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Behavioural finance: The biggest mistakes investors continue to make

In the second part of a series on behavioural finance, Hans-Jörg Naumer, global head of capital markets and thematic research at Allianz Global Investors, explores how better understanding behaviour patterns can support your advice.

Hans Joerg Naumer

The theory of behavioural finance has derived typical behavioural patterns from the realisation that investors are humans, not robots. An investor who knows these patterns is a step ahead not only with self-awareness, but is also already on the way to outsmarting themselves.

Here you’ll find an overview of the most important so called “anomalies”: behavioural patterns, which are not rational and which the majority of your clients display in one way or another.

Hubris: The most common mistakes resulting from hubris are over-optimism and overconfidence. Both are accompanied by an illusion of control and an illusion of knowledge, meaning it is assumed one is able to control a development that is not controllable, or that one possesses sufficient knowledge for decision making – which is not the case. In the long run it can even involve random developments which are neither controllable nor predictable but whose result the investor attributes to his or her own knowledge.

But this is disastrous: as the illusion of control increases, the willingness to absorb new information and evaluate one’s opinion falls. A spiral quickly evolves after initial investment successes, according to the pattern of “pleasure – greed – euphoria – fear”.

Advisers should also bear in mind that their clients can also be fooled by their powers of recollection. As a general rule, losses are easily forgotten while profits remain stuck in one’s mind. This is also a consequence of overestimating one’s own abilities.

The yearning for (self) affirmation is also dangerous. In this context, only the information that corresponds to the existing assessment is taken into account. Conflicting information is suppressed or is considered less important.

Hindsight bias: With the benefit of hindsight, everything appears to be “crystal clear”: the development of market indicators and equity prices – anyone who knows the charts thinks: “How could it possibly have been any different? I knew that.” Even the stock market crash that began in 2000 seems today to be predictable and virtually logical. But who could have accurately predicted it before the bubble burst? The danger here lies primarily in overestimating one’s own abilities: anyone who believes they were able to foresee a lot in the past will also mistakenly presume this in the future.

Framing: Investors often allow their vision to become restricted by inadequate information. The window, or rather the frame through which they view the investment world, is simply not large enough to be able to review all the pertinent information and at the same time identify investment alternatives or contradictory facts. Investments are frequently made based on the short story, without analysing how long it will last or whether there are other, better prospects.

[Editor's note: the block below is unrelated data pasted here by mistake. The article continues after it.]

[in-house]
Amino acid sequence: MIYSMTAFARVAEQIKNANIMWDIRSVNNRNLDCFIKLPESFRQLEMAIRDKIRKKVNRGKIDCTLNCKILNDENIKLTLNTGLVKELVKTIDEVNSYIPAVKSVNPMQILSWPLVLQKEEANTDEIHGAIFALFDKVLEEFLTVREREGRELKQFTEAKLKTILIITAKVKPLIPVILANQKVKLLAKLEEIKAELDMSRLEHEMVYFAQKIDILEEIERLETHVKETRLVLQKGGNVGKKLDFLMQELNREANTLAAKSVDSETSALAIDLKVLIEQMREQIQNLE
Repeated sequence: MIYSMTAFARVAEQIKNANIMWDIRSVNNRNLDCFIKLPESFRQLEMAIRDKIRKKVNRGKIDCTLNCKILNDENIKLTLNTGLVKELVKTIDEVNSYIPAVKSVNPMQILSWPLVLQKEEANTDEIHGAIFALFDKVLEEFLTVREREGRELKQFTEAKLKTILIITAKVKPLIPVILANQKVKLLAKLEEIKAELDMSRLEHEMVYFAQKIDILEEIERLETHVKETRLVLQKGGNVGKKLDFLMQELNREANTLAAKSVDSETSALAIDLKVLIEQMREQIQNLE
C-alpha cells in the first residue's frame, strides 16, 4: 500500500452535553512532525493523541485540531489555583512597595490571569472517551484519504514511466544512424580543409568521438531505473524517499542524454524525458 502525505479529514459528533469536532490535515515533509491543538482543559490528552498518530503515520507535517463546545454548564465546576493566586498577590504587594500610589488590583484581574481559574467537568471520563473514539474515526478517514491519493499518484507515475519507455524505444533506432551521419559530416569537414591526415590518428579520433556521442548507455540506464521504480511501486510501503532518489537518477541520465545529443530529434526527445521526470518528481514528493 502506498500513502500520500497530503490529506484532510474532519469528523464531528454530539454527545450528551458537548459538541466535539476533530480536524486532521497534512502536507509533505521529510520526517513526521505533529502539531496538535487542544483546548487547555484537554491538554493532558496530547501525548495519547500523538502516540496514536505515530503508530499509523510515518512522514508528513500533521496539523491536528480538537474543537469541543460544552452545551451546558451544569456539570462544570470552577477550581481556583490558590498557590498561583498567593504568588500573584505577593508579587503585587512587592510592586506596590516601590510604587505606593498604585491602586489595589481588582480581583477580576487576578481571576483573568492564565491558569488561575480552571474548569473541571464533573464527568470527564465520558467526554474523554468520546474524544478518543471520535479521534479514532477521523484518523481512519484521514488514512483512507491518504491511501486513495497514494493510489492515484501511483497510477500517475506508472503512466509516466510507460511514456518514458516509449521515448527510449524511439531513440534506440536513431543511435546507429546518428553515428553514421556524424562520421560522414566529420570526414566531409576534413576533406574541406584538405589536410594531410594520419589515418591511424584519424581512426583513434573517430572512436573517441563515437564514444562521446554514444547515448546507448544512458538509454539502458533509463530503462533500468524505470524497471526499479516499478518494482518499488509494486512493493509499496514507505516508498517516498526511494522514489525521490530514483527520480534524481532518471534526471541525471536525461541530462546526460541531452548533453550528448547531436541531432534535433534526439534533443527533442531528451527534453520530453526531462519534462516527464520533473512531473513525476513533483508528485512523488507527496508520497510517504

The frequently observed “home bias” is another classic case of framing and worthy for advisers to bear in mind: investors stick to what they know best. Eg. Italians buy Italian equities – and are poorly diversified.

Anchoring:Investors are also inclined to combine their assessment with – completely irrelevant – “anchors” in their memory. A typical anchor is the price one paid to purchase an equity. In actual fact, the price should be calculated time and time again on the basis of profit estimates, using a Dividend Discount Model valuation method, for example.

Availability bias: How many of your clients kept their resolutions which they have discussed with you at the very beginning of the investment process?

Typically, investors fail their resolutions rather quickly because the realisation of the advantage expected from it lies in the future and the future is uncertain, and because we prefer quick and secure profit, current convenience or immediate advantages.

So why go jogging, give up desserts or stop smoking now, if the expected fruits of this endeavour for one’s own health and a longer life are in the future? Enjoyment will come before the better life of tomorrow. This is a bit like a hunter who immediately consumes his prey because he does not know whether he will be alive tomorrow or not.

The preference for benefits today means by implication that the benefit expected tomorrow is discounted in value. That is quite clever, but clearly the discount factor is so high that the benefits expected tomorrow no longer bear any significance. Recipe for disaster: this is why securing the future is willingly put off until tomorrow too, even though the compound interest effect from early saving has an enormous effect. Sacrificing today is considered more painful than a worry-free retirement tomorrow.

Someone who saves today needs to put aside considerably less tomorrow. Instead of maximising the present value of one’s entire lifetime income, the here and now is overrated to the detriment of securing one’s future.


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